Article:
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Indiana legislator sues over walk-out pay deductions

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An Indianapolis lawmaker is suing the state for deducting some of his pay to cover fines imposed against him because of a legislative walkout earlier this year.

Fort Wayne attorney Mark GiaQuinta filed a suit June 16 in Marion Superior Court on behalf of Rep. William Crawford, D-Indianapolis, who took part in the five-week walkout that shut down the House in February and March because of a right-to-work bill.

House Speaker Brian Bosma, R-Indianapolis, used a House rule to assess fines against the 39 lawmakers who had left the state during the walk-out, deducting the fines from their legislative pay.

In Crawford’s case, the fines total more than $3,000 and also affect his retirement pay. The suit challenges how the fines were imposed but not the fines themselves.

Specifically, the suit says Indiana Code 22-2-8-1 prohibits employers from taking fines out of paychecks and it’s considered a Class C infraction to do so. In addition to that, the suit says it’s official misconduct for an elected office-holder to violate the law and that amounts to a Class D felony.

State Auditor Tim Berry, the State of Indiana, and Bosma are named as defendants in the suit, which is the only legal challenge to the fines to date. Crawford also filed a civil tort claim in the Indiana Attorney General’s Office last week, making similar allegations.

Spokesman Bryan Corbin in the AG’s office declined to comment on the suit or tort claim, but referred to previous statements Attorney General Greg Zoeller had made in April when saying that no formal advisory opinion would be issued on the matter.

“Assessing fines against House members is an issue exclusively for the legislative branch of state government to decide,” he said. “Under the constitutional separation of powers, neither the judicial branch nor the executive branch has the authority to prevent the House from imposing sanctions. Since the Indiana House is on strong legal ground in imposing fines and in doing so through payroll deduction, the Office of the Attorney General as state government's lawyer will defend the authority of the legislative branch to determine its own rules for House members.”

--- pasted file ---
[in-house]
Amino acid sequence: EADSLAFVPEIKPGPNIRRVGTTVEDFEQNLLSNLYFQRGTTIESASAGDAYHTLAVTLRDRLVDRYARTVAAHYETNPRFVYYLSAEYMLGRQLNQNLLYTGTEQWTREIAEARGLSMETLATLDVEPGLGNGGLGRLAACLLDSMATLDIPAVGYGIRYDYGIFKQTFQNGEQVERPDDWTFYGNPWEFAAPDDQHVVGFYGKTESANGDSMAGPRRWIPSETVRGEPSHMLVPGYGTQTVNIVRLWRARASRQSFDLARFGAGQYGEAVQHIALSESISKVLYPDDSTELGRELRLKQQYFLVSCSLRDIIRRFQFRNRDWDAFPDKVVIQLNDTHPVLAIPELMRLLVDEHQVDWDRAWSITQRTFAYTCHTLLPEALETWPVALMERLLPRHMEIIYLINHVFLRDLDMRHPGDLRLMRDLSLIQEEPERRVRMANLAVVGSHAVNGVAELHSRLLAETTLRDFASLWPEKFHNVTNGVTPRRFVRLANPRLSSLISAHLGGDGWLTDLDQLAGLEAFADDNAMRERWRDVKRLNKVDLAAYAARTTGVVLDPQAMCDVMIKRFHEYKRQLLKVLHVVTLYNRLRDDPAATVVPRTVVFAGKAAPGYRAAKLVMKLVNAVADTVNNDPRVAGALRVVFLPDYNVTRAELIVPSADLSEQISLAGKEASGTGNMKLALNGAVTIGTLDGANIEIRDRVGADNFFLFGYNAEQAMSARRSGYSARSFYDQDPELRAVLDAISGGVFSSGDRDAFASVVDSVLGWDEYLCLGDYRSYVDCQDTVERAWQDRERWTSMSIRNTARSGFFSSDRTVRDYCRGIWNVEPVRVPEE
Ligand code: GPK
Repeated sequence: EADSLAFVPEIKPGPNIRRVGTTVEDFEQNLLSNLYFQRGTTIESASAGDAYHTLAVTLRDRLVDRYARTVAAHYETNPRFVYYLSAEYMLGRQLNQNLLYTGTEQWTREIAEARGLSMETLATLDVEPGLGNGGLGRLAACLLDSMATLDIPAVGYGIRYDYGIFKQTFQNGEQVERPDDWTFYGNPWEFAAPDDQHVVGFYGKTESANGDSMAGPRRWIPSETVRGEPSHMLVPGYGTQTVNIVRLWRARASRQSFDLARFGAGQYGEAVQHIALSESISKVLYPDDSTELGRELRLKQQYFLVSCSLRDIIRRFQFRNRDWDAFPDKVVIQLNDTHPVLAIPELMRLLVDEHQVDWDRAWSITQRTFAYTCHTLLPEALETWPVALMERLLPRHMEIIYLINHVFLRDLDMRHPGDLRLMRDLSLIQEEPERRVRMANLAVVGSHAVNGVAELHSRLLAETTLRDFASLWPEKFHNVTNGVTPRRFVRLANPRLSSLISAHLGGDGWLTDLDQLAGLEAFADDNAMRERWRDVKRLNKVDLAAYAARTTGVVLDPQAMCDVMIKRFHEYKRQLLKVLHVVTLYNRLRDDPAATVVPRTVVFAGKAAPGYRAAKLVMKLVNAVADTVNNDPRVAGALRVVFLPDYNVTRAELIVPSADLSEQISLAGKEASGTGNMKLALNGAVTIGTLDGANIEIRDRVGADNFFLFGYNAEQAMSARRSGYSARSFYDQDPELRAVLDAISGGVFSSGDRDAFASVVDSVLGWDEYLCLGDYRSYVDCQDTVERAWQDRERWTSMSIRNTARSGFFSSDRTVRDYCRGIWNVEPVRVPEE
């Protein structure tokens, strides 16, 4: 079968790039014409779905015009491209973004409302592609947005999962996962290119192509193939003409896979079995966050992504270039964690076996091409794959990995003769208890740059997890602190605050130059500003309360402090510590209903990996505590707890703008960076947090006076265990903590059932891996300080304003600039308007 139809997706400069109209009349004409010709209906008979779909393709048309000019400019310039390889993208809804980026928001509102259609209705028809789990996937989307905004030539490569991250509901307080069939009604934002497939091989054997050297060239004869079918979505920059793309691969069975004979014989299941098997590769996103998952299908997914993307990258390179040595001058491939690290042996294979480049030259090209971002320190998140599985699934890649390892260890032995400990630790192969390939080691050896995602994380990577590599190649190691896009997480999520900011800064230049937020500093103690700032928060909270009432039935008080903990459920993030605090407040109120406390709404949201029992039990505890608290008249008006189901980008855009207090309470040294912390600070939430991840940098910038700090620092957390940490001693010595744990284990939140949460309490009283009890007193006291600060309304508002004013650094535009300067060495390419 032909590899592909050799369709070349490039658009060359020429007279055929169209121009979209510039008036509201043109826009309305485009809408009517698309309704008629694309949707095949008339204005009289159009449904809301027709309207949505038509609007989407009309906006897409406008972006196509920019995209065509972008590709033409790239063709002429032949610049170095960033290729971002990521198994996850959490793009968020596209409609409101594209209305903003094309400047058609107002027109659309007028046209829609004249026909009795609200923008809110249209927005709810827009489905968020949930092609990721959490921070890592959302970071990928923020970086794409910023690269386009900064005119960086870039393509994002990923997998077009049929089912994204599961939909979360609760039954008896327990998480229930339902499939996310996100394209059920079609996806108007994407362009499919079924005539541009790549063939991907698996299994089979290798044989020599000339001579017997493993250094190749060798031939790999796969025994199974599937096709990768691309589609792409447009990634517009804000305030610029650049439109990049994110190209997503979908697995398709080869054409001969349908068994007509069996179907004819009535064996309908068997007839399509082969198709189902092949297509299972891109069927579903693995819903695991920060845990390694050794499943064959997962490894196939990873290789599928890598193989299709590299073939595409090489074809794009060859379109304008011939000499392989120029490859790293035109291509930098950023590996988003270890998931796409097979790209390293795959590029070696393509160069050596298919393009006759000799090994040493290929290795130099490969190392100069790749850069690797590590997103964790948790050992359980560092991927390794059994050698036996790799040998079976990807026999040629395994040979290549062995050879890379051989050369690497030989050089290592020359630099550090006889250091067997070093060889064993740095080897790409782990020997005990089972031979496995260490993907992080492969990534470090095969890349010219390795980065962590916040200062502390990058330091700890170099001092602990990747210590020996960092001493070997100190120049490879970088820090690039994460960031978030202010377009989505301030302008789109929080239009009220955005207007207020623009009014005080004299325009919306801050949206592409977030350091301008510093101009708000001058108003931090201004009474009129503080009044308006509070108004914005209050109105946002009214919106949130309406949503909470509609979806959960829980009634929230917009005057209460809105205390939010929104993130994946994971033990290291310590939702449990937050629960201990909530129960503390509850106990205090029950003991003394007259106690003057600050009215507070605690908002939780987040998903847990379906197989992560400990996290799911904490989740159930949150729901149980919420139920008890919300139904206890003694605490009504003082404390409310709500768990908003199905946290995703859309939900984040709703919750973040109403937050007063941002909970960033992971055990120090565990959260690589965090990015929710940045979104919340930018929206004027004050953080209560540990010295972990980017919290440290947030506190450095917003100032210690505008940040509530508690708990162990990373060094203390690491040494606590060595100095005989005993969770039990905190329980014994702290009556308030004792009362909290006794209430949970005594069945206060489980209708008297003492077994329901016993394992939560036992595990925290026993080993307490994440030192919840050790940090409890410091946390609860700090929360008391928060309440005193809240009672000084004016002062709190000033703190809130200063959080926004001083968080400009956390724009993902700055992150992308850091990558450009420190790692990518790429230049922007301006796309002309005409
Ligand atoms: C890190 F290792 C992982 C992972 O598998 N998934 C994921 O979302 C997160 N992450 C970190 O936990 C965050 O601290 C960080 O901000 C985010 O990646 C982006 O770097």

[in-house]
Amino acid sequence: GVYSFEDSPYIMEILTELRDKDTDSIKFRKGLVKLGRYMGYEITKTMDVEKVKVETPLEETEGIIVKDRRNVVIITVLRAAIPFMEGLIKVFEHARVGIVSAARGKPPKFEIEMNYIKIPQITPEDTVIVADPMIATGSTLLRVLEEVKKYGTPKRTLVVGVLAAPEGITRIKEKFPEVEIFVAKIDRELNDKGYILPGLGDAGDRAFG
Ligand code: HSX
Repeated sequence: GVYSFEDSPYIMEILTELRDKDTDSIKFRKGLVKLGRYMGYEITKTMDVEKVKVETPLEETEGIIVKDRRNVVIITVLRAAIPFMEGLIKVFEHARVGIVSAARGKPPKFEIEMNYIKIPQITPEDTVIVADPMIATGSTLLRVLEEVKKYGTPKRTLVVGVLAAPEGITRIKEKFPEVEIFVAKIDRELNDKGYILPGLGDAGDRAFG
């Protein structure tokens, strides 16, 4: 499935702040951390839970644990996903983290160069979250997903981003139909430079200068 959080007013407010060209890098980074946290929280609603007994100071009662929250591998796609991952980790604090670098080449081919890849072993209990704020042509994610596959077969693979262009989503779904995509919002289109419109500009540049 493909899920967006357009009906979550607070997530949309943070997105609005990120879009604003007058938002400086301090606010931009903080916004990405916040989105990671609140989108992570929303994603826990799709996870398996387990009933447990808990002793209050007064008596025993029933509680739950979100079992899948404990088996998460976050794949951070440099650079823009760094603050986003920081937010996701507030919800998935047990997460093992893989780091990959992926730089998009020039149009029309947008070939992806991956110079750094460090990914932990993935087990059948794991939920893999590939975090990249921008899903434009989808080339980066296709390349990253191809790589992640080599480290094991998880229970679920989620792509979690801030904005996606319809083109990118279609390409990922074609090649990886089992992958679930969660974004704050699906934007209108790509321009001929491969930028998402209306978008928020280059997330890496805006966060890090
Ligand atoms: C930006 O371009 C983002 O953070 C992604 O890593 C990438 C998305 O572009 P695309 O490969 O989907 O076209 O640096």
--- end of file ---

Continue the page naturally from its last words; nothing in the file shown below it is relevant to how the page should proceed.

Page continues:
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  1. You can put your photos anywhere you like... When someone steals it they know it doesn't belong to them. And, a man getting a divorce is automatically not a nice guy...? That's ridiculous. Since when is need of money a conflict of interest? That would mean that no one should have a job unless they are already financially solvent without a job... A photographer is also under no obligation to use a watermark (again, people know when a photo doesn't belong to them) or provide contact information. Hey, he didn't make it easy for me to pay him so I'll just take it! Well heck, might as well walk out of the grocery store with a cart full of food because the lines are too long and you don't find that convenient. "Only in Indiana." Oh, now you're passing judgement on an entire state... What state do you live in? I need to characterize everyone in your state as ignorant and opinionated. And the final bit of ignorance; assuming a photo anyone would want is lucky and then how much does your camera have to cost to make it a good photo, in your obviously relevant opinion?

  2. Seventh Circuit Court Judge Diane Wood has stated in “The Rule of Law in Times of Stress” (2003), “that neither laws nor the procedures used to create or implement them should be secret; and . . . the laws must not be arbitrary.” According to the American Bar Association, Wood’s quote drives home this point: The rule of law also requires that people can expect predictable results from the legal system; this is what Judge Wood implies when she says that “the laws must not be arbitrary.” Predictable results mean that people who act in the same way can expect the law to treat them in the same way. If similar actions do not produce similar legal outcomes, people cannot use the law to guide their actions, and a “rule of law” does not exist.

  3. Linda, I sure hope you are not seeking a law license, for such eighteenth century sentiments could result in your denial in some jurisdictions minting attorneys for our tolerant and inclusive profession.

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